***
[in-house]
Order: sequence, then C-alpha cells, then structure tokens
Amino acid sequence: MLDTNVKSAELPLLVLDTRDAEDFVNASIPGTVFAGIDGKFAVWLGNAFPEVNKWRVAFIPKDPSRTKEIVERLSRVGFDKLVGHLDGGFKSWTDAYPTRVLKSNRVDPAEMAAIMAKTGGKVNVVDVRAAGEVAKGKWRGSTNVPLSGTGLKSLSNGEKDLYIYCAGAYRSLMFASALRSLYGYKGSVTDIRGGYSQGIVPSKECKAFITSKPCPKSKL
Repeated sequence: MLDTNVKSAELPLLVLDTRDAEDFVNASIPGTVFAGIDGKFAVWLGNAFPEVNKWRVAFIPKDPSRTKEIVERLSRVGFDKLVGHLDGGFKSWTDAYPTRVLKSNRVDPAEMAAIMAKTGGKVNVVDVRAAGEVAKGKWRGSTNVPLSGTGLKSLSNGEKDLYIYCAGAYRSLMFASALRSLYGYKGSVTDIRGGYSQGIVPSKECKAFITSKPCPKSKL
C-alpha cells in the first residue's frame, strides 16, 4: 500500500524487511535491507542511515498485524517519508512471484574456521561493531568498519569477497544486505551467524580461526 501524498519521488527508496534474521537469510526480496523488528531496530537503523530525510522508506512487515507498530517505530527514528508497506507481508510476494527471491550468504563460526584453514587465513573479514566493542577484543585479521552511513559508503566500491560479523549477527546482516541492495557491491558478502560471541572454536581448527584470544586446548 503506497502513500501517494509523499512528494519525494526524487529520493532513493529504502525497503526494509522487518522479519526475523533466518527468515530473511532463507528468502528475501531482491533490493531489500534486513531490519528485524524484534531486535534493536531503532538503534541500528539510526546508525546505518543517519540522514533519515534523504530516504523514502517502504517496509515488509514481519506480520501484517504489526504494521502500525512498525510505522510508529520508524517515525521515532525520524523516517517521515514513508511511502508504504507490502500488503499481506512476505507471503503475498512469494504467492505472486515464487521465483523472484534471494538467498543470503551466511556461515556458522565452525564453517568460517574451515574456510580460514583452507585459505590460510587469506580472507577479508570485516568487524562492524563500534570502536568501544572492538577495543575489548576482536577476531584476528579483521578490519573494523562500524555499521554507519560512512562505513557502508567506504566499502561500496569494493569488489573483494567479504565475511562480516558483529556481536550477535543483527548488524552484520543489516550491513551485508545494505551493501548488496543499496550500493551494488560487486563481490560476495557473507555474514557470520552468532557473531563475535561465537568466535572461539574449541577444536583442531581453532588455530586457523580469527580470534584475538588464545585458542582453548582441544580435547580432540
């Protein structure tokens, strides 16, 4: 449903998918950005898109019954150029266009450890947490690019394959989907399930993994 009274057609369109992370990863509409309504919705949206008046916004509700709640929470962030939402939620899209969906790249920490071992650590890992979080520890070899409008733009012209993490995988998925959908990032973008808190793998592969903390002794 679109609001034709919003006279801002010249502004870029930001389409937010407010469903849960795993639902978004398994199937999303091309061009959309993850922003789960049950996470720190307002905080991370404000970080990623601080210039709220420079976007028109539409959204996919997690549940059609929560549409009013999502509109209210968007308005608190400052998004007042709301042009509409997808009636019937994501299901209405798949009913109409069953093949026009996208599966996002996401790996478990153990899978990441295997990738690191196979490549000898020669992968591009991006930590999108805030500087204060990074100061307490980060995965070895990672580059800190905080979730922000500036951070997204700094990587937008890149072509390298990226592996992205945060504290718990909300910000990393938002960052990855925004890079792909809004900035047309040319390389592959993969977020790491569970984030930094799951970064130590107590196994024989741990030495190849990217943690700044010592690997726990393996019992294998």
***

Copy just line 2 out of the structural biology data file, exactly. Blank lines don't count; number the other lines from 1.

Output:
Order: sequence, then C-alpha cells, then structure tokens